Speaking to BBC anchor Andrew Marr on his Sunday morning show, the Tory MP confirmed he would vote against a Brexit deal with Chequers as its basis, saying “it would be rather odd for me to resign [from Government] over something and then vote for it [in Parliament]”.
“In my view, the Chequers proposal — it’s not a deal, we shouldn’t call it the Chequers deal, it’s the Chequers proposal — is actually almost worse than being in,” he stressed — reiterating his resignation warning that the Prime Minister’s concessions to the EU would simply open the door to Brussels demanding even more.
“We will be under the rule of the European Union with respect to all of our manufactured goods and agri-foods — that’s a really serious concession, what about ‘take back control’?” he asked, referring to the Vote Leave campaign’s main slogan during the 2016 referendum.
“[Chequers] actually leaves us in a position where they dictate our future rules without us having a say at all, so it’s a worse deal.”
— The Andrew Marr Show (@MarrShow) September 2, 2018
In reference to his own time in the Cabinet, Davis told Marr: “I was always the Brexit Secretary, [if] the question is whether I controlled events… that’s another matter.”
He confirmed that Theresa May, who campaigned for Britain to Remain in the European Union during the EU referendum had lead the negotiations — “quite properly”, given her role as Prime Minister — and that he had played more of a supporting role.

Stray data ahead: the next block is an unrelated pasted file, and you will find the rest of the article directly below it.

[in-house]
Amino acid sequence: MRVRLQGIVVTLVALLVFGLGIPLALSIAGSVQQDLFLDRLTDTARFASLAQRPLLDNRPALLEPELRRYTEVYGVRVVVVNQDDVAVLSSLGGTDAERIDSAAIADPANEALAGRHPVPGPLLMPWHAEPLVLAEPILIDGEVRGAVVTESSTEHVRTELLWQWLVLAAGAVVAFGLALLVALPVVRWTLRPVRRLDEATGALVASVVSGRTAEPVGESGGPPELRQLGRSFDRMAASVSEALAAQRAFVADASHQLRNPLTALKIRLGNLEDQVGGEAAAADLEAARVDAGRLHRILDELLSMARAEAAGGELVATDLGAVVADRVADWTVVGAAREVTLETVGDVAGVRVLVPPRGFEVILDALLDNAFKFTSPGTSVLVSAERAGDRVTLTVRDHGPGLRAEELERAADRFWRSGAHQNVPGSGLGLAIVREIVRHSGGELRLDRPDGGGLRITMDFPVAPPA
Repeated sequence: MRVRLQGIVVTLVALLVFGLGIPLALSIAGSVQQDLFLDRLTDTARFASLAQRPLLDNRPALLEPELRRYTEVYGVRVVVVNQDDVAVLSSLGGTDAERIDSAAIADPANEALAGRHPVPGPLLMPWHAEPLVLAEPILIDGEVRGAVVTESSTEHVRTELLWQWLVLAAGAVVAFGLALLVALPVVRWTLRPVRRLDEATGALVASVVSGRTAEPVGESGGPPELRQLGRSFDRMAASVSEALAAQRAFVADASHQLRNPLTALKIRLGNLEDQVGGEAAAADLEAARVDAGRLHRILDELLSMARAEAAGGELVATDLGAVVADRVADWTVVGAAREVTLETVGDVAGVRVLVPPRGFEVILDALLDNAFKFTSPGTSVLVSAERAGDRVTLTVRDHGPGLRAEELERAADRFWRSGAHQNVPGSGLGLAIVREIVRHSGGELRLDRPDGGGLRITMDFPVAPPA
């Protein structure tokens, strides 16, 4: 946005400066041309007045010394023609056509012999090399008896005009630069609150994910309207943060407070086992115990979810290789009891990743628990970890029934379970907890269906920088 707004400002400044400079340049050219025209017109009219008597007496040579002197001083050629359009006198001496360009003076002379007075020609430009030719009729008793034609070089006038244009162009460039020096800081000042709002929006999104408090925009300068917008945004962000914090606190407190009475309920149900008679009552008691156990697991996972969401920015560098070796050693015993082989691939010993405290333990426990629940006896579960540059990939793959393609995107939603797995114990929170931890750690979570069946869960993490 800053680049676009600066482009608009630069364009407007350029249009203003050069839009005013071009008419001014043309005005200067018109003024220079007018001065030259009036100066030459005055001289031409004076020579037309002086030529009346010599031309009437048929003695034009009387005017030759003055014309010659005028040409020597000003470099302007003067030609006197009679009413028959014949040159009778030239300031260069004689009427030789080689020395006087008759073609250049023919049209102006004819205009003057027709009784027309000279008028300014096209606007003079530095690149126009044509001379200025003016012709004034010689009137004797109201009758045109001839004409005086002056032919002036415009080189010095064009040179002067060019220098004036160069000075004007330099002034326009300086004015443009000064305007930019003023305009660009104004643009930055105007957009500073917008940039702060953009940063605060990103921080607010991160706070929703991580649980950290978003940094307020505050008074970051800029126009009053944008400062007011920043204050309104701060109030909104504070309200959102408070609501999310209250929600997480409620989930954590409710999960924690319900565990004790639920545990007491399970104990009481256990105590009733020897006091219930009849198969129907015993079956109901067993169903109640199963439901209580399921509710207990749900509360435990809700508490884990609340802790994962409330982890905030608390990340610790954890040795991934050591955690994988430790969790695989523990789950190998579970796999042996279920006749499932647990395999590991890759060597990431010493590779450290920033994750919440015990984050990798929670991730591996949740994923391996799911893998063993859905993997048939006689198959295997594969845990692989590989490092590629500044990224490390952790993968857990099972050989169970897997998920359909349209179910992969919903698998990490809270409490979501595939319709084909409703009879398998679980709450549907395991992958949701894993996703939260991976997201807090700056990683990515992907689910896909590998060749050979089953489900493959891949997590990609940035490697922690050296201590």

He was perhaps less frank about the treatment of his Department of Exiting the European Union (DExEU) than junior Brexit minister Steve Baker, who resigned with him.
Baker branded the entire department a “Potemkin structure”, revealing that the concession-laden Chequers blueprint which the Prime Minister sprung on her Cabinet was put together behind DExEU’s back while Davis’s team had been working on a more robust set of proposals.
“An establishment elite who never accepted the fundamental right of the public to choose democratically their institutions, are working towards overturning [the referendum],” he accused.
“This is not the way to leave the EU. We’ve ended up in a posture of supplication on our knees as we negotiate, and it’s pathetic.”